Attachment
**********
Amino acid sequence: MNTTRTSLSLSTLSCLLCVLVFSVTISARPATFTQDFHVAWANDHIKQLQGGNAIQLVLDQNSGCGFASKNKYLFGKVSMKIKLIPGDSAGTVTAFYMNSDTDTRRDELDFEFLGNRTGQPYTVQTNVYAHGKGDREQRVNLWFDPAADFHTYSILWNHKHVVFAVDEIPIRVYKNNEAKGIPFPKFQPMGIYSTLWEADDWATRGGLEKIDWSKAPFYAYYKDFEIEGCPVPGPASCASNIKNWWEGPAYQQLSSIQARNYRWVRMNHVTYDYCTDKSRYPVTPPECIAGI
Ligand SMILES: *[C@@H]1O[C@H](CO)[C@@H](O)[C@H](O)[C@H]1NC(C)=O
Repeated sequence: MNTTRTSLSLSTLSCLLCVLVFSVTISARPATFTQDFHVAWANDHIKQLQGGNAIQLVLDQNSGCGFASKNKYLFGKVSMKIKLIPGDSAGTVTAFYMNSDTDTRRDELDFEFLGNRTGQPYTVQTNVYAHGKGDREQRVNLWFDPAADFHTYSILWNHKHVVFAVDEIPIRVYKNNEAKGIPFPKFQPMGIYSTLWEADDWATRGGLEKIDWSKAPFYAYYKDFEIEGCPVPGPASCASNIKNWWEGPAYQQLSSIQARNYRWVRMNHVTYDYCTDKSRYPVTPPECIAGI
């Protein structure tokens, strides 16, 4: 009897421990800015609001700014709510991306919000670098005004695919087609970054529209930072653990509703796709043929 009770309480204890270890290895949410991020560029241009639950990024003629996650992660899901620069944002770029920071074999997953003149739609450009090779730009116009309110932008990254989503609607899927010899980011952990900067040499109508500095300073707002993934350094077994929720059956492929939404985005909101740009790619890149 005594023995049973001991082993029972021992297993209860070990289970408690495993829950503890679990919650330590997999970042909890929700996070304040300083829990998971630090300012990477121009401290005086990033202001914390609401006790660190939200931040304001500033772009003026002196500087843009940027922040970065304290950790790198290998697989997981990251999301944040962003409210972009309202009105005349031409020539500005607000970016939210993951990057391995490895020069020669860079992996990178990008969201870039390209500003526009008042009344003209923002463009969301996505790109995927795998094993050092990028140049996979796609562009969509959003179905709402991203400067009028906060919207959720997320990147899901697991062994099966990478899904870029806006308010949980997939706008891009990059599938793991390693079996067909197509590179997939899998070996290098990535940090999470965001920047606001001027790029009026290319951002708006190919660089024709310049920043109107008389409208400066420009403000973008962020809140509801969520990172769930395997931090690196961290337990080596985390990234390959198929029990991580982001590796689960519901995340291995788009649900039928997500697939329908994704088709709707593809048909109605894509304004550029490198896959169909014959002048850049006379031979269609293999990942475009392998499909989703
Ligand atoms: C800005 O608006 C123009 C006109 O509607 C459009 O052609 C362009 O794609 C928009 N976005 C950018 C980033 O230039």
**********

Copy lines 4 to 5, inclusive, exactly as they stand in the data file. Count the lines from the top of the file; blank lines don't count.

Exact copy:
């Protein structure tokens, strides 16, 4: 009897421990800015609001700014709510991306919000670098005004695919087609970054529209930072653990509703796709043929 009770309480204890270890290895949410991020560029241009639950990024003629996650992660899901620069944002770029920071074999997953003149739609450009090779730009116009309110932008990254989503609607899927010899980011952990900067040499109508500095300073707002993934350094077994929720059956492929939404985005909101740009790619890149 005594023995049973001991082993029972021992297993209860070990289970408690495993829950503890679990919650330590997999970042909890929700996070304040300083829990998971630090300012990477121009401290005086990033202001914390609401006790660190939200931040304001500033772009003026002196500087843009940027922040970065304290950790790198290998697989997981990251999301944040962003409210972009309202009105005349031409020539500005607000970016939210993951990057391995490895020069020669860079992996990178990008969201870039390209500003526009008042009344003209923002463009969301996505790109995927795998094993050092990028140049996979796609562009969509959003179905709402991203400067009028906060919207959720997320990147899901697991062994099966990478899904870029806006308010949980997939706008891009990059599938793991390693079996067909197509590179997939899998070996290098990535940090999470965001920047606001001027790029009026290319951002708006190919660089024709310049920043109107008389409208400066420009403000973008962020809140509801969520990172769930395997931090690196961290337990080596985390990234390959198929029990991580982001590796689960519901995340291995788009649900039928997500697939329908994704088709709707593809048909109605894509304004550029490198896959169909014959002048850049006379031979269609293999990942475009392998499909989703
Ligand atoms: C800005 O608006 C123009 C006109 O509607 C459009 O052609 C362009 O794609 C928009 N976005 C950018 C980033 O230039």